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Deliberatepixel / A Portrait of the Developer as a Young Woman

A Portrait of the Developer as a Young Woman

On the heels of my post about female technology stereotypes, it occurs to me I have more to say about the issue - namely, why I care about it so much in the first place.

The simple fact of why I'm so interested in girls' education in technology and related fields is that I wish I had had a better one myself. I think that I fell victim to a lot of the same problems that we discuss plaguing girls now: lack of role models, low self-confidence, and feeling uncomfortable about what I felt I was supposed and not supposed to be doing. Even after I made the decision to pursue computer science (over two years into college), it was an uphill battle. There were very few women I could look up to, or even talk to about it. As I began to work and gain experience in IT, I worked with women, but most had largely come into the field from the administrative sector, not the technical side. As far as technicians went, it was always a group dominated by males. It's hard to find one's footing, and discover what one's true talents are, with so few points of reference. More often, I got asked why I wanted to be there in the first place, rather than help and support. Many times, I felt the message was I just didn't belong there and that I should give up trying to.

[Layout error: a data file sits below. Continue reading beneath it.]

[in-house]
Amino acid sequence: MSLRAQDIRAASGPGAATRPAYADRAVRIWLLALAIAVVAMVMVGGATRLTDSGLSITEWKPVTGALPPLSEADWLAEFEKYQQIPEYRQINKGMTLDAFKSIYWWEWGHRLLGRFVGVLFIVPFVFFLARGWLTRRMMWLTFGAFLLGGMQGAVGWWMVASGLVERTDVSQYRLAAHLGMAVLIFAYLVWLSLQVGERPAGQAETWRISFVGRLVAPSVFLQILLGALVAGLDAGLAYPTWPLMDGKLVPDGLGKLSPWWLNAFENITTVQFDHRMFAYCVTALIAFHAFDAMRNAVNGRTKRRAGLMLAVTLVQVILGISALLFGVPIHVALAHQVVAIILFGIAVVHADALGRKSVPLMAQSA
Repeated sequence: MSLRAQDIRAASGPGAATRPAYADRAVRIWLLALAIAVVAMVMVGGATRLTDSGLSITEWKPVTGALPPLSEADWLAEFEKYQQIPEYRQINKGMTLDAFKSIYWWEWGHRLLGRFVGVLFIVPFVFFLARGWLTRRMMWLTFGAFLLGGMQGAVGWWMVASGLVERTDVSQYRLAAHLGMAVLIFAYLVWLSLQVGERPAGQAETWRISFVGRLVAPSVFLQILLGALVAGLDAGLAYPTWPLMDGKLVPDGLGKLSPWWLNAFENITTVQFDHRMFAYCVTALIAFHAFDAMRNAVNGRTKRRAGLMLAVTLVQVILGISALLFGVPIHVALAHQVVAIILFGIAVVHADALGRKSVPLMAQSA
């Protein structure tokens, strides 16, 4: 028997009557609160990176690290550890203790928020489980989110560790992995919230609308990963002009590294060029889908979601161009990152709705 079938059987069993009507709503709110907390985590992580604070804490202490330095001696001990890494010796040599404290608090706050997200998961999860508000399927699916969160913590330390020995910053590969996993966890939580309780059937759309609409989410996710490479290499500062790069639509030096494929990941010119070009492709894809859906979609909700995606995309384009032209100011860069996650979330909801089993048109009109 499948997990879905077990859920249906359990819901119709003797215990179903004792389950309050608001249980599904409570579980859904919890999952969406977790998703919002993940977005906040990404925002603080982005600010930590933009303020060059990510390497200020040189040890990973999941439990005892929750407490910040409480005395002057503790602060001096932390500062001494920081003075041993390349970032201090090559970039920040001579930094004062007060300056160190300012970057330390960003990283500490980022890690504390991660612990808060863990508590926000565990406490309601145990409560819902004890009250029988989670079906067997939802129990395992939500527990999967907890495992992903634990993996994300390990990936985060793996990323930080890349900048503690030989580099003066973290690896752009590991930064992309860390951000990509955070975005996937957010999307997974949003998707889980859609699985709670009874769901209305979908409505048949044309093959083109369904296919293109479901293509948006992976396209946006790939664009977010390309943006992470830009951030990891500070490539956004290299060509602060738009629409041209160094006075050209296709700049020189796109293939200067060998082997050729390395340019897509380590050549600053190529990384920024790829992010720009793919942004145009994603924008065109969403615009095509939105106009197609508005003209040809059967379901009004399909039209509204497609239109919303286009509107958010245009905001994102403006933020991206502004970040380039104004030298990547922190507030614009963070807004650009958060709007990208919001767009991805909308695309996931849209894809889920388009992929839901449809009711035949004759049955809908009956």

My interests prior to studying CS had always been (and still are, in part) the more female-friendly areas of art and English. But when I became fascinated with technology, I wanted to learn about how to use it as profoundly as I could. I tried to create ways to connect and combine the two, which has been easily done when it comes to web design and development. In fact, to this day, in every professional position I've held, I was told my creativity was something my employers valued, because it was rare to find in the technical field, and it added an unique aspect to my technical work. However, I've also been told, for presumably the same reasons, that I'm not the "type" to work in tech.

But people aren't types. They're individuals. There's no reason or need to place them all in little boxes or neat, unbreakable compartments. I think there should be much more fluidity between science and art, creativity and logic, minorities and majorities, men and women. My insistence on education and encouragement for those who aren't receiving it comes directly from my own experience of not receiving it myself. Even now solidly placed on my career path and moving ahead, I still sometimes feel I have to catch up. I'm still generally the only female in my workplaces, and I still have it pointed it out me. Sometimes I wonder how much farther I would be if I had had more support in this line of work. But mostly I just focus on providing it to other girls. Because no matter how loudly the media is yelling about the failures of the spoiled, useless young women who clog our popular culture, or how hard it pushes the male geek stereotype, or how strongly it insists women just naturally have different skillsets - I want girls to know the truth.



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